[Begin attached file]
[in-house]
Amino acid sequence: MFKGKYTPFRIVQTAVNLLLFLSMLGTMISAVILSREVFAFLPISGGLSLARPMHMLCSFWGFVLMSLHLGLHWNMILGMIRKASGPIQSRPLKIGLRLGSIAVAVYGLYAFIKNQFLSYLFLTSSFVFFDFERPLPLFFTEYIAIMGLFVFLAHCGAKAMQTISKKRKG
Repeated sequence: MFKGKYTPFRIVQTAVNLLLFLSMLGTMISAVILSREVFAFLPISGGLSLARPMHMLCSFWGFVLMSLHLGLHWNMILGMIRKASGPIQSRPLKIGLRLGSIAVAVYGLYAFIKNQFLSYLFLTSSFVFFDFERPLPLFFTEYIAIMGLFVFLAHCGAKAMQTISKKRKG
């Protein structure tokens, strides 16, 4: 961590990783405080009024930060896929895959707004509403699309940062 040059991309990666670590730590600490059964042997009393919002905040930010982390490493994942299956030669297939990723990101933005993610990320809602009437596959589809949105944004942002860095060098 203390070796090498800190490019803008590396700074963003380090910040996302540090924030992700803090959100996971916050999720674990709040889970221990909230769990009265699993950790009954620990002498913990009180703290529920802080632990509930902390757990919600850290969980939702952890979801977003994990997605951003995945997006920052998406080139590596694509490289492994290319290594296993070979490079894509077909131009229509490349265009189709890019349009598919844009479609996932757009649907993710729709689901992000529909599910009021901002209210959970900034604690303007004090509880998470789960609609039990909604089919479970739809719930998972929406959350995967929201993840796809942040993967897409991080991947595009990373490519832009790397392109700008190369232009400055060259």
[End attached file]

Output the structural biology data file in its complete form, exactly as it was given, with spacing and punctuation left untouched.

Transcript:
[in-house]
Amino acid sequence: MFKGKYTPFRIVQTAVNLLLFLSMLGTMISAVILSREVFAFLPISGGLSLARPMHMLCSFWGFVLMSLHLGLHWNMILGMIRKASGPIQSRPLKIGLRLGSIAVAVYGLYAFIKNQFLSYLFLTSSFVFFDFERPLPLFFTEYIAIMGLFVFLAHCGAKAMQTISKKRKG
Repeated sequence: MFKGKYTPFRIVQTAVNLLLFLSMLGTMISAVILSREVFAFLPISGGLSLARPMHMLCSFWGFVLMSLHLGLHWNMILGMIRKASGPIQSRPLKIGLRLGSIAVAVYGLYAFIKNQFLSYLFLTSSFVFFDFERPLPLFFTEYIAIMGLFVFLAHCGAKAMQTISKKRKG
């Protein structure tokens, strides 16, 4: 961590990783405080009024930060896929895959707004509403699309940062 040059991309990666670590730590600490059964042997009393919002905040930010982390490493994942299956030669297939990723990101933005993610990320809602009437596959589809949105944004942002860095060098 203390070796090498800190490019803008590396700074963003380090910040996302540090924030992700803090959100996971916050999720674990709040889970221990909230769990009265699993950790009954620990002498913990009180703290529920802080632990509930902390757990919600850290969980939702952890979801977003994990997605951003995945997006920052998406080139590596694509490289492994290319290594296993070979490079894509077909131009229509490349265009189709890019349009598919844009479609996932757009649907993710729709689901992000529909599910009021901002209210959970900034604690303007004090509880998470789960609609039990909604089919479970739809719930998972929406959350995967929201993840796809942040993967897409991080991947595009990373490519832009790397392109700008190369232009400055060259």